During the weekend there was canoeing, archery, and even a high-ropes course (which my mum mastered! Go mum!!). A highlight for me was actually getting a chance to spend time with Dave's extended family, especially his cousins. The last time we all met, it was my own wedding, and so I was a tad preoccupied and barely got a chance to talk to anyone. It's great to finally get to know them a bit. Another highlight was dad's arrival -- he had been chairing meetings in Ottawa that morning, and flew Ottawa-Toronto, Toronto-Vancouver, Vancouver-seaplane to Seschelt, and despite this long journey, still partied hard until 2am Vancouver time! That's dedication, man.

Also, while in Vancouver, I decided to take the plunge and get laser eye surgery. It's a big change from before; I used to not be able to see anything outside of an arm's-length, but now I see… well, everything. The first time I really noticed the difference was on Canada Day, where I saw the tens of thousands of red-and-white-clad people packed throughout downtown, as far as the eye can see in every direction. It occurred to me I wasn't wearing contacts… and it was both weird and wonderful.

I'd worn glasses and contacts since age 9, so no longer needing these things is a huge adjustment for me. It's even been hard to get rid of my glasses. I went to a local glasses shop, asked if they took donations of old glasses. The clerk pointed to a box for the Lions Club. I looked at my purse, which contained my old glasses… then looked at the box… then smiled, thanked the clerk, and left with my glasses still in my purse. I just couldn't do it yet.

Other than that, Ottawa has been buzzing with activity lately. Canada Day was a blast; we started at a friends' BBQ, then moved on to the concert and fireworks. The main headliner was Blue Rodeo, but as luck would have it, the alternate headliner was Hawksley Workman, who I adore. Being not so crowded, we were able to get some good spots, and Hawksley entertained us with his whimsical stories and unexpected medleys (veering into Destinys' Child hits, for example).

More recently, this past week has been the Ottawa Bluesfest (note, not actually entirely dedicated to blues music). I've been going almost every night, and have seen gems such as The Tragically Hip, The Black Crowes, James Taylor, Les Breastfeeders, Matt Good, and many more. Here are the highlights thus far:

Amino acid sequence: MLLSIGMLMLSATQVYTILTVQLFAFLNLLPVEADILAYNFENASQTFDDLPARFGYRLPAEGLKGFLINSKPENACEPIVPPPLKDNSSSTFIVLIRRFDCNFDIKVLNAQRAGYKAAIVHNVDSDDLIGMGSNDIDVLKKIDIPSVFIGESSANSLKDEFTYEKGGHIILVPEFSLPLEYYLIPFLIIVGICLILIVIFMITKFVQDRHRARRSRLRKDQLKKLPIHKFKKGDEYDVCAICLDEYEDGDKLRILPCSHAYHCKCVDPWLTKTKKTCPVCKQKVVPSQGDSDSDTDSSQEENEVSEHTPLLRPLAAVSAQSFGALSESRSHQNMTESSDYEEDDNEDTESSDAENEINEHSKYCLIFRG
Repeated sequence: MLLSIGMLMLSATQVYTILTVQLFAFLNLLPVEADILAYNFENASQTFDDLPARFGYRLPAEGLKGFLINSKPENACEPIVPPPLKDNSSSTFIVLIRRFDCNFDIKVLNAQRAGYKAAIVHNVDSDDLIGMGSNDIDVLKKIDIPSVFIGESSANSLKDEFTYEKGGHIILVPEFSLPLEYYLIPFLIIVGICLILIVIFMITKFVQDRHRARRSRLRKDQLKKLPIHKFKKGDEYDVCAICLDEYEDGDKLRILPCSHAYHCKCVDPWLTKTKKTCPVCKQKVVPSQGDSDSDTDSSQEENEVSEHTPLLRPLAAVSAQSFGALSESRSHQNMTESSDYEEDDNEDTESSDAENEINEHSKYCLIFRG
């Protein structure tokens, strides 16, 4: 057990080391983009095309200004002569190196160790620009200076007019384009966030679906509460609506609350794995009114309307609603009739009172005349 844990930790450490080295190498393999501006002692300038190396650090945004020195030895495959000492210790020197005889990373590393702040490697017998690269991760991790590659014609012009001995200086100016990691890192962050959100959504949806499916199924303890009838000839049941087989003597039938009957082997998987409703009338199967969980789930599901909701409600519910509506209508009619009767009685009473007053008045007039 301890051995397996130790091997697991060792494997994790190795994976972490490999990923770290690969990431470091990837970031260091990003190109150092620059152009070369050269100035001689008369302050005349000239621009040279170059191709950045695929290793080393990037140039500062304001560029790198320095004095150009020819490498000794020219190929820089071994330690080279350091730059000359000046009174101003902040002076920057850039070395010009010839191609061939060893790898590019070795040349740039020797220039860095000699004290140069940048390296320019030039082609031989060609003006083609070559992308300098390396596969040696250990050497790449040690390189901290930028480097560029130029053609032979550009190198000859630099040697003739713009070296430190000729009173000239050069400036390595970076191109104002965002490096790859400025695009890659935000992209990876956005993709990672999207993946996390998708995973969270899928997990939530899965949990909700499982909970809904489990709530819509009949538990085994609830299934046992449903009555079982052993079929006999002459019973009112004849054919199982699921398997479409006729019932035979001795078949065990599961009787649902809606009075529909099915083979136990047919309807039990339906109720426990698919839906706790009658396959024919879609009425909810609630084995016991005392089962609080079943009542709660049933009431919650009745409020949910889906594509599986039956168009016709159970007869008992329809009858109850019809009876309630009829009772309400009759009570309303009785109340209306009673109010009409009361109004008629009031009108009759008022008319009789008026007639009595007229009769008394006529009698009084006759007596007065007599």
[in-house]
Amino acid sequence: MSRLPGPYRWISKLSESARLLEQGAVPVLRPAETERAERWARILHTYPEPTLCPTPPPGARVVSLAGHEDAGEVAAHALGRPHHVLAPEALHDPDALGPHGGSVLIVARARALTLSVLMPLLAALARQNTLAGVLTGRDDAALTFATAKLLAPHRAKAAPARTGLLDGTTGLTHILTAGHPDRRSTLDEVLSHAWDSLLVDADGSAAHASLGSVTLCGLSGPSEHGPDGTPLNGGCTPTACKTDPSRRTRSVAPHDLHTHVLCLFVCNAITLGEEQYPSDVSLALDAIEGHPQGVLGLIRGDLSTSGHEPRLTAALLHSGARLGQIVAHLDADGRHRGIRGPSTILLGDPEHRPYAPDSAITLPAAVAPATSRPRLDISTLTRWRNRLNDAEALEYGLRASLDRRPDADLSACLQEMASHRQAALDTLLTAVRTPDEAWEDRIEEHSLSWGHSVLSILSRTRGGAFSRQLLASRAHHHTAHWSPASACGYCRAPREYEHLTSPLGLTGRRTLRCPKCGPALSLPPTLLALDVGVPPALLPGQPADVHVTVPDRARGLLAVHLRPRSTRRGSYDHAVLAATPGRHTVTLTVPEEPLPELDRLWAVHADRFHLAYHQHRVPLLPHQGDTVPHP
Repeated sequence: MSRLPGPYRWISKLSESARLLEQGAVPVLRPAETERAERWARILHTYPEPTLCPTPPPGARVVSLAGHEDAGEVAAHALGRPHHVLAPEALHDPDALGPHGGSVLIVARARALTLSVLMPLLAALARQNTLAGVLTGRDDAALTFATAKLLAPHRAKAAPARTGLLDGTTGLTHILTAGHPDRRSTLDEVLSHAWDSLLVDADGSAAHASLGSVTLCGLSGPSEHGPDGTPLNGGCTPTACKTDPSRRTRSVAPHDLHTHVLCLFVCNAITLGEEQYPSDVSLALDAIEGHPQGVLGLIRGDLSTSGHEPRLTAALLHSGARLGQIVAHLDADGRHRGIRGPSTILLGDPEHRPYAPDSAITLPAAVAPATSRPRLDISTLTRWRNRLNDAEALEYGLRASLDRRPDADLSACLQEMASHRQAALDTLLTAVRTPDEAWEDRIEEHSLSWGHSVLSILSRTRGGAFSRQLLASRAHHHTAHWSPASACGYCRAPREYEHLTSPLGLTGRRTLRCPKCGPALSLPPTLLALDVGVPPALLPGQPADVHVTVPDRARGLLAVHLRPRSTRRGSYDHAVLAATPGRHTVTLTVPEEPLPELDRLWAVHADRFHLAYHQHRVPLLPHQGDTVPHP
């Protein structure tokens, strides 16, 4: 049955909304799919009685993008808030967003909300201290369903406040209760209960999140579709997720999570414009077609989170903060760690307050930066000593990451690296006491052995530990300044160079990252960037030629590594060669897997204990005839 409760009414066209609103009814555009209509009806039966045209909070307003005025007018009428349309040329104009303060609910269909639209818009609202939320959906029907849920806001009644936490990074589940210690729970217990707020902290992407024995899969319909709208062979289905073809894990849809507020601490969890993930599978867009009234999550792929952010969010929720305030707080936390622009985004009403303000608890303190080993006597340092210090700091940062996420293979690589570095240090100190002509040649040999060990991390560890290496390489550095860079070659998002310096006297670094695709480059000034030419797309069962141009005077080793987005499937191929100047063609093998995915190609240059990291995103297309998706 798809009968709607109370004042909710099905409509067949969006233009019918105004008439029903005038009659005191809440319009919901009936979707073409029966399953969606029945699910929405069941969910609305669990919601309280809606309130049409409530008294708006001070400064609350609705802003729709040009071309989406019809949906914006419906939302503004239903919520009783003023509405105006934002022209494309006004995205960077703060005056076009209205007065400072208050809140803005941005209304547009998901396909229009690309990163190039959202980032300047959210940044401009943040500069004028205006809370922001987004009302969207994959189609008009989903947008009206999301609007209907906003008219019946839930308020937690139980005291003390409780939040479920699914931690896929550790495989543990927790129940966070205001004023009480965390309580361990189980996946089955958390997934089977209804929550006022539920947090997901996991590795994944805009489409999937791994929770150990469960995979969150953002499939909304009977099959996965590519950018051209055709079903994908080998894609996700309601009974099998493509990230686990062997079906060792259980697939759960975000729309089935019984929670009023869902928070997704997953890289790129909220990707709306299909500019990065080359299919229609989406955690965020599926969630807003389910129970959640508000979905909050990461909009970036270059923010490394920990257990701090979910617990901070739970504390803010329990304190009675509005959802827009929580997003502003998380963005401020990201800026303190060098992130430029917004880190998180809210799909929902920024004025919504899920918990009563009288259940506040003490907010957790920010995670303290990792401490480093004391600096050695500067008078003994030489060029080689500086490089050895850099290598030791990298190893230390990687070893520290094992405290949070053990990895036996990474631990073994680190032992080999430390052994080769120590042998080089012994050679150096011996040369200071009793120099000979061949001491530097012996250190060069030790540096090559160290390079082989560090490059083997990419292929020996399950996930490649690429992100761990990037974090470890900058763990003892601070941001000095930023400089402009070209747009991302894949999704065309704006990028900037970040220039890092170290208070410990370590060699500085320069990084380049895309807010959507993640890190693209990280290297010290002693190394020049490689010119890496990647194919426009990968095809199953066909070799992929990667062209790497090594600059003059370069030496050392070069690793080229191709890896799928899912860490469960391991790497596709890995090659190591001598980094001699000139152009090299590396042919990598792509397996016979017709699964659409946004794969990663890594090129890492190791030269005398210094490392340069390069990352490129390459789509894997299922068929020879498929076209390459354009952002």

Best Show: Michael Franti and Spearhead with their super-positive political reggae. The crowd was jumping and singing along, and this was by far the most compelling draw of the night… despite this fairly obscure band playing at the exact same timeslot as THREE huge headliners.

Biggest Surprise: Snoop Dogg. Yes, I saw Snoop Dogg, and he was great. Not a lot of songs, but he must have written the textbook on crowd involvement. It was a fantastic time. Even the crowd itself was entertaining -- I was standing next to a youngish mum and her 11-year-old son, the latter of whom was mortified with the former, especially as she enthusiastically sang along with Snoops' vulgar lyrics. (Hee hee, people watching is fun!).

Weirdest Moment: Boz Scaggs. I approach the stage, and see this red-faced, jowl-y man in a collared white shirt and dark pants. His hair is silver in an almost-mullet, whiter on the top, and his moustache is grey. My first thought -- "What the hell is my dad doing there?!?!" The resemblance is truly uncanny, especially at a distance..

Biggest Disappointment: CBC darlings, Winnipeg rock band The Weakerthans. The show itself was great, except for (I think) a poor choice in songs. In their encore, they picked their most controversial song, and had the Ottawan crowd gleefully screaming along, "I HATE WINNIPEG!!" City choice aside, why end a show on a hating note like that?

Biggest Schadenfreude Moment: Fergie's show was late, and her vocals were nearly inaudible over the pre-recorded backing vocals. Even the peripheral stuff (the dancing, the outfits, the stage itself) were not great. Then she even ended early. So generally, the show was terrible, but at least it made me feel better about my own un-stellar talent show performance weeks earlier. ;-)

The Bluesfest will continue until the end of this weekend, and tonight Dave and I will be seeing Metric. This edgy Montreal rock band is known to put on a great show, and I already know a lot of their music, which I love. I can hardly wait!

(Also, note that all of these photos come courtesy of friends, facebook, or flickr... thanks, all!)